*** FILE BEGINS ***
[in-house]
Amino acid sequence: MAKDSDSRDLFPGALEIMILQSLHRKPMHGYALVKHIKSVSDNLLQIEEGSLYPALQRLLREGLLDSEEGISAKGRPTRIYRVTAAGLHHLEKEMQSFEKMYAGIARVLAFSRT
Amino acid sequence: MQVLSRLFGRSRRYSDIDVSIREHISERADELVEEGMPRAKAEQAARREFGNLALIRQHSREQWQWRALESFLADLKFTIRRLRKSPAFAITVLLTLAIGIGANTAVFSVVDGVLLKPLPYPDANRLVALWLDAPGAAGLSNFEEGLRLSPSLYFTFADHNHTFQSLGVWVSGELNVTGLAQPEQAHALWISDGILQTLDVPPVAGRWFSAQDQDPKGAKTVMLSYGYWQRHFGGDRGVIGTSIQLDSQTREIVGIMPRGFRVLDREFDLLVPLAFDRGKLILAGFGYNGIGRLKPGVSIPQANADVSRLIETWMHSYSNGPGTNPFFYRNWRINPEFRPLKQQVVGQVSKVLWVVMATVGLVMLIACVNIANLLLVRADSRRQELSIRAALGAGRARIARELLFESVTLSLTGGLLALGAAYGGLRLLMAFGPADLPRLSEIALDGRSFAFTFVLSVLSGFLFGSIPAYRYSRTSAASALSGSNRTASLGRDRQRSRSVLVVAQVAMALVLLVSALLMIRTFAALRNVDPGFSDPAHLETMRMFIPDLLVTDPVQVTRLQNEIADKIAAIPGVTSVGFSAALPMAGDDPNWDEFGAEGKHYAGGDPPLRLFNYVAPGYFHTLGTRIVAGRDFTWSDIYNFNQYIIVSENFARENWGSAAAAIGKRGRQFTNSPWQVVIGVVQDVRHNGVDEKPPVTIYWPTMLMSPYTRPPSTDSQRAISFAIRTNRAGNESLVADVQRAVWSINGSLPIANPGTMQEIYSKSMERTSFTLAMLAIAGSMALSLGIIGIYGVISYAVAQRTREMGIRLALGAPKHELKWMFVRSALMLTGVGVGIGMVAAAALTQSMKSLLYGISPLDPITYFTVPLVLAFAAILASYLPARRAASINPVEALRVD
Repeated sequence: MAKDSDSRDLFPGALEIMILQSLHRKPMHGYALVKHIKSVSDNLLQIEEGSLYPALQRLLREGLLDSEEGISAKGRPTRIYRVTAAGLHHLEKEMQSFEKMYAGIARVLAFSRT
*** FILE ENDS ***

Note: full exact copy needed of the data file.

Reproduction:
[in-house]
Amino acid sequence: MAKDSDSRDLFPGALEIMILQSLHRKPMHGYALVKHIKSVSDNLLQIEEGSLYPALQRLLREGLLDSEEGISAKGRPTRIYRVTAAGLHHLEKEMQSFEKMYAGIARVLAFSRT
Amino acid sequence: MQVLSRLFGRSRRYSDIDVSIREHISERADELVEEGMPRAKAEQAARREFGNLALIRQHSREQWQWRALESFLADLKFTIRRLRKSPAFAITVLLTLAIGIGANTAVFSVVDGVLLKPLPYPDANRLVALWLDAPGAAGLSNFEEGLRLSPSLYFTFADHNHTFQSLGVWVSGELNVTGLAQPEQAHALWISDGILQTLDVPPVAGRWFSAQDQDPKGAKTVMLSYGYWQRHFGGDRGVIGTSIQLDSQTREIVGIMPRGFRVLDREFDLLVPLAFDRGKLILAGFGYNGIGRLKPGVSIPQANADVSRLIETWMHSYSNGPGTNPFFYRNWRINPEFRPLKQQVVGQVSKVLWVVMATVGLVMLIACVNIANLLLVRADSRRQELSIRAALGAGRARIARELLFESVTLSLTGGLLALGAAYGGLRLLMAFGPADLPRLSEIALDGRSFAFTFVLSVLSGFLFGSIPAYRYSRTSAASALSGSNRTASLGRDRQRSRSVLVVAQVAMALVLLVSALLMIRTFAALRNVDPGFSDPAHLETMRMFIPDLLVTDPVQVTRLQNEIADKIAAIPGVTSVGFSAALPMAGDDPNWDEFGAEGKHYAGGDPPLRLFNYVAPGYFHTLGTRIVAGRDFTWSDIYNFNQYIIVSENFARENWGSAAAAIGKRGRQFTNSPWQVVIGVVQDVRHNGVDEKPPVTIYWPTMLMSPYTRPPSTDSQRAISFAIRTNRAGNESLVADVQRAVWSINGSLPIANPGTMQEIYSKSMERTSFTLAMLAIAGSMALSLGIIGIYGVISYAVAQRTREMGIRLALGAPKHELKWMFVRSALMLTGVGVGIGMVAAAALTQSMKSLLYGISPLDPITYFTVPLVLAFAAILASYLPARRAASINPVEALRVD
Repeated sequence: MAKDSDSRDLFPGALEIMILQSLHRKPMHGYALVKHIKSVSDNLLQIEEGSLYPALQRLLREGLLDSEEGISAKGRPTRIYRVTAAGLHHLEKEMQSFEKMYAGIARVLAFSRT